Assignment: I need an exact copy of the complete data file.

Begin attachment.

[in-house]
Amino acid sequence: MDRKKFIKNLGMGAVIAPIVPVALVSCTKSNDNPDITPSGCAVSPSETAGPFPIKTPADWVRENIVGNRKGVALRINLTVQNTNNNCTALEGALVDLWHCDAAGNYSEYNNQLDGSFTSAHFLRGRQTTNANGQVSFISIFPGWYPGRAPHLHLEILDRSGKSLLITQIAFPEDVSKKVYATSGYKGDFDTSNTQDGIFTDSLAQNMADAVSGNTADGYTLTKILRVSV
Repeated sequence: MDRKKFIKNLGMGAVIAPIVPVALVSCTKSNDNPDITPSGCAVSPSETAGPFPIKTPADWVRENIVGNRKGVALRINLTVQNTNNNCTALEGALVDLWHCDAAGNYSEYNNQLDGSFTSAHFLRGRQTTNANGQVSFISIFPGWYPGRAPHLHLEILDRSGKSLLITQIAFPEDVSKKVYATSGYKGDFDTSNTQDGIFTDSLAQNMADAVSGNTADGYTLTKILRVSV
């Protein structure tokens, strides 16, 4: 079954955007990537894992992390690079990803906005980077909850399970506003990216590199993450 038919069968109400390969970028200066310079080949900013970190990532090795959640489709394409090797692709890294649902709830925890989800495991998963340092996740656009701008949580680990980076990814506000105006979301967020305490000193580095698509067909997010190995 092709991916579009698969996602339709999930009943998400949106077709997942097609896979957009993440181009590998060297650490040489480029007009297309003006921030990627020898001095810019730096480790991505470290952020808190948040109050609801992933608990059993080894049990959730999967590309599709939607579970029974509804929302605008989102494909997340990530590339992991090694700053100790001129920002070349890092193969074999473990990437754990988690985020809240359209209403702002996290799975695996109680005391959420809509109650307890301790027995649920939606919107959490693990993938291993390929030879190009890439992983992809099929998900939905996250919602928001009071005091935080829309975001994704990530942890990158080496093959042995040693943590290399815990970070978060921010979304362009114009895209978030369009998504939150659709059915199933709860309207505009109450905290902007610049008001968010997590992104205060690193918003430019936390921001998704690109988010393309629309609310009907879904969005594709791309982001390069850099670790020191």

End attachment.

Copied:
[in-house]
Amino acid sequence: MDRKKFIKNLGMGAVIAPIVPVALVSCTKSNDNPDITPSGCAVSPSETAGPFPIKTPADWVRENIVGNRKGVALRINLTVQNTNNNCTALEGALVDLWHCDAAGNYSEYNNQLDGSFTSAHFLRGRQTTNANGQVSFISIFPGWYPGRAPHLHLEILDRSGKSLLITQIAFPEDVSKKVYATSGYKGDFDTSNTQDGIFTDSLAQNMADAVSGNTADGYTLTKILRVSV
Repeated sequence: MDRKKFIKNLGMGAVIAPIVPVALVSCTKSNDNPDITPSGCAVSPSETAGPFPIKTPADWVRENIVGNRKGVALRINLTVQNTNNNCTALEGALVDLWHCDAAGNYSEYNNQLDGSFTSAHFLRGRQTTNANGQVSFISIFPGWYPGRAPHLHLEILDRSGKSLLITQIAFPEDVSKKVYATSGYKGDFDTSNTQDGIFTDSLAQNMADAVSGNTADGYTLTKILRVSV
């Protein structure tokens, strides 16, 4: 079954955007990537894992992390690079990803906005980077909850399970506003990216590199993450 038919069968109400390969970028200066310079080949900013970190990532090795959640489709394409090797692709890294649902709830925890989800495991998963340092996740656009701008949580680990980076990814506000105006979301967020305490000193580095698509067909997010190995 092709991916579009698969996602339709999930009943998400949106077709997942097609896979957009993440181009590998060297650490040489480029007009297309003006921030990627020898001095810019730096480790991505470290952020808190948040109050609801992933608990059993080894049990959730999967590309599709939607579970029974509804929302605008989102494909997340990530590339992991090694700053100790001129920002070349890092193969074999473990990437754990988690985020809240359209209403702002996290799975695996109680005391959420809509109650307890301790027995649920939606919107959490693990993938291993390929030879190009890439992983992809099929998900939905996250919602928001009071005091935080829309975001994704990530942890990158080496093959042995040693943590290399815990970070978060921010979304362009114009895209978030369009998504939150659709059915199933709860309207505009109450905290902007610049008001968010997590992104205060690193918003430019936390921001998704690109988010393309629309609310009907879904969005594709791309982001390069850099670790020191």